By Ali Sahabi of Optimum Group, LLC
President, Building Industry Association (BIA) Baldy View Chapter
The rule for mystery writers is to write the ending first, then go back and write the rest of the story. Likewise, because the home is for most Americans the biggest and best investment they will ever make, it always helps to know what to expect at the conclusion of the transaction to fully prepare for navigating a successful home purchase.
“Closing” is the commonly-used term to describe the settlement process which is the final phase of purchasing a home. The settlement is the point where ownership of a property passes from seller to purchaser and involves a great deal of documentation and education on the part of the buyer. Fortunately for today’s homebuyers, in the past year new rules were introduced to simplify the loan application process to make it easier for consumers to understand the process by clearly spelling out the most relevant details all on one page such as the interest rate of the mortgage loan, the amount of the monthly payments and a listing of all the closing costs.
Yet, even in this newer simplified form, homebuyers will want to be as knowledgeable as possible to achieve the best possible terms in the transaction. So if you are shopping for a new home and have selected a lender, ask for a copy of the Department of Housing & Urban Development (HUD) pamphlet Buying Your Home: Settlement Costs and Helpful Information. It provides a good description of the settlement process and explains most of the expenses you will encounter.
When you apply for a loan, the lender is required by law to provide you with a good faith estimate of settlement costs. Shortly before settlement, you will be told exactly how much you owe so that you can get a bank check because a personal check is generally not acceptable. In some instances, you may have money returned to you instead of having to pay. For consumers applying for adjustable rate mortgages (ARMs) rather than fixed rate mortgages (FRMs), the documents will explain how their interest rate and future monthly payments could change based on certain factors.
Your next step will be to familiarize yourself with the technical terms of closing, so here is a handy glossary to keep with you as you navigate the process:
• Appraisal Fee – an estimate of the fair market value of your home to help both the lender and the buyer to determine if the sales price is consistent with the actual value. An appraiser inspects the house and the neighborhood and makes an estimate based on the price of comparable houses and other factors;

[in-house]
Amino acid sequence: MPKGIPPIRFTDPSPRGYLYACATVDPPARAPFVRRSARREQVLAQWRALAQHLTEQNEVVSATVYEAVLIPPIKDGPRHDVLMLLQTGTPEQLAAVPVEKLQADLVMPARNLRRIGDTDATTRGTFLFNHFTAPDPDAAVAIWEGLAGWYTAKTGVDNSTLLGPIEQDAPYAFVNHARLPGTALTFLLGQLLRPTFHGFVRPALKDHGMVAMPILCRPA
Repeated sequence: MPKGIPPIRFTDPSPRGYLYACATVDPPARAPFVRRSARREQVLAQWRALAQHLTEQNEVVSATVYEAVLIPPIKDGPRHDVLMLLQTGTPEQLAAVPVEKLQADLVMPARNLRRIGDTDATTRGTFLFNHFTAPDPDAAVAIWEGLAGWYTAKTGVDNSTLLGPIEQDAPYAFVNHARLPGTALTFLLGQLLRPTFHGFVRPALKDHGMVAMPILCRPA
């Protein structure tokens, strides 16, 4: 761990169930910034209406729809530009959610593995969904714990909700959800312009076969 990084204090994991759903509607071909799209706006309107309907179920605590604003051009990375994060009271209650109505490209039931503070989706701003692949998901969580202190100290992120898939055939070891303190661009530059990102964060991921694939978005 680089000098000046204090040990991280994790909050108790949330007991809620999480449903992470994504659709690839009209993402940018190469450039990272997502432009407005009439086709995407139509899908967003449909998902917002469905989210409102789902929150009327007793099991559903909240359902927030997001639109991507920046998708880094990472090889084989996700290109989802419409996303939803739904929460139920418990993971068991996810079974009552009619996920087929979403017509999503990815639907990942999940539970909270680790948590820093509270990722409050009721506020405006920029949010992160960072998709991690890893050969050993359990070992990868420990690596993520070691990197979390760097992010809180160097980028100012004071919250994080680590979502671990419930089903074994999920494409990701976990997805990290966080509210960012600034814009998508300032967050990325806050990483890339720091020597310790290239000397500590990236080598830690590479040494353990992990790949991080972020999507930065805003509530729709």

• Earnest Money a deposit paid to a seller to show you are serious about buying a house. Your receipt for this payment is called a binder. If you later buy the home, the earnest money is applied to your down payment. If not, the earnest money is returned, minus expenses for processing. Be sure that you understand the refund procedures before you make a deposit.
• Escrow Fees and Accounts which involve having a third party hold funds and/or documents until you and the seller complete settlement.
• Loan Origination Fee - a fee for the cost of processing the loan, usually calculated as percentage of the loan amount.
• Loan Discount or Points - A point is one percent on the loan amount. If you are borrowing $50,000, one point equals $500.
• Property Survey Fee - Buyers may have to pay to have their lot surveyed if there is a question about the boundaries. The cost will depend on the complexity of the survey.
• Recording Fee - Because title is changing hands, the transaction must be recorded with your city, county, or other appropriate branch of government. The fee covers administrative costs.
• State and Local Transfer Taxes - Some jurisdictions levy taxes on the transfer of property or on real estate loans.
• Settlement Costs Between Buyer and Seller - Your builder may have already paid the annual property taxes on your new home. When title changes hands, you must reimburse the builder for a proportional share of the taxes.
• Title Search and Insurance - A title search involves having someone look through public records to see if anyone else has a claim to your property. A lender does not want to lend you money only to learn in the event of foreclosure that somebody other than you has a prior claim to the property.
Keep these terms with you and refer to them whenever you want to ensure that you are the most prepared home buyer possible. For more information on the new rules, visit www.consumerfinance.gov/know-before-you-owe on the web.